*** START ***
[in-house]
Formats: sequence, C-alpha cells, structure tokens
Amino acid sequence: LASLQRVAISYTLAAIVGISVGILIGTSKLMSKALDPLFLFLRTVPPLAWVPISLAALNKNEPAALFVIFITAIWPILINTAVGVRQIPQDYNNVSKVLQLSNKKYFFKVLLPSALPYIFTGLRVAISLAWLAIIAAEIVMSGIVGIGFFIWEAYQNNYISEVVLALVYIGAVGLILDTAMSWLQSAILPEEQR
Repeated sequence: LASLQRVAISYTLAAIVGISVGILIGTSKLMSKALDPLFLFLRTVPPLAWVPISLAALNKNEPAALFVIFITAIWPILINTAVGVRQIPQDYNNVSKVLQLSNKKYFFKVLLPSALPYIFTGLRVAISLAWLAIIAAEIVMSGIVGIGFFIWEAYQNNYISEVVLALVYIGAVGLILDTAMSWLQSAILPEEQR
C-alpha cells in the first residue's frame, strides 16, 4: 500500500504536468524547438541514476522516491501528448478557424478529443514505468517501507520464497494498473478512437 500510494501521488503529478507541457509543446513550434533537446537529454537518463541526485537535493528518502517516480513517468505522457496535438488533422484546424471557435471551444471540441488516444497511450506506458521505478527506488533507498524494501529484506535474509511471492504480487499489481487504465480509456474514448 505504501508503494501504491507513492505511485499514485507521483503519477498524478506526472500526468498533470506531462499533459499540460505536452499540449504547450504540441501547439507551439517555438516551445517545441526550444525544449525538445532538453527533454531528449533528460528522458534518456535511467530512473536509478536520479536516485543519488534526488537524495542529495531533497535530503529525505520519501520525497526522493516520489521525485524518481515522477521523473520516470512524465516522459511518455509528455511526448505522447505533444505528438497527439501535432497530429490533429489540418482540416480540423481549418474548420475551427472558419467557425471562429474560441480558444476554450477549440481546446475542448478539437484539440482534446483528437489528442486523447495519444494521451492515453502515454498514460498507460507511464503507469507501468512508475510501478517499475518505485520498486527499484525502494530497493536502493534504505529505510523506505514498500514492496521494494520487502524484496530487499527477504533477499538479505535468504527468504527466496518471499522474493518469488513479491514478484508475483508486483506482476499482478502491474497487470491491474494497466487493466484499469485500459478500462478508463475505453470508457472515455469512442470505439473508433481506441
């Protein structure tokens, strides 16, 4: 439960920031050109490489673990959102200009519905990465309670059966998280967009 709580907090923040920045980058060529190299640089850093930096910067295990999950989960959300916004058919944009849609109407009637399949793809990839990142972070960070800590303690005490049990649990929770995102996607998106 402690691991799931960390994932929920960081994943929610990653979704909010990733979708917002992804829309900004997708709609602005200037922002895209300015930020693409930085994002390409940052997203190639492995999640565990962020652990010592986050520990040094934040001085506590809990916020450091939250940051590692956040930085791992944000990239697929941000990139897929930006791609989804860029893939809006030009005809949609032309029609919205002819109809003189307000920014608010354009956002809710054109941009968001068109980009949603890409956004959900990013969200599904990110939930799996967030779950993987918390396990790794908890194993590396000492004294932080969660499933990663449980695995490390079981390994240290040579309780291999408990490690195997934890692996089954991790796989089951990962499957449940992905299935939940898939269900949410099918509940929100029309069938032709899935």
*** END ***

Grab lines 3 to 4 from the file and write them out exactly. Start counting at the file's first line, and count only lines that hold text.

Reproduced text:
Amino acid sequence: LASLQRVAISYTLAAIVGISVGILIGTSKLMSKALDPLFLFLRTVPPLAWVPISLAALNKNEPAALFVIFITAIWPILINTAVGVRQIPQDYNNVSKVLQLSNKKYFFKVLLPSALPYIFTGLRVAISLAWLAIIAAEIVMSGIVGIGFFIWEAYQNNYISEVVLALVYIGAVGLILDTAMSWLQSAILPEEQR
Repeated sequence: LASLQRVAISYTLAAIVGISVGILIGTSKLMSKALDPLFLFLRTVPPLAWVPISLAALNKNEPAALFVIFITAIWPILINTAVGVRQIPQDYNNVSKVLQLSNKKYFFKVLLPSALPYIFTGLRVAISLAWLAIIAAEIVMSGIVGIGFFIWEAYQNNYISEVVLALVYIGAVGLILDTAMSWLQSAILPEEQR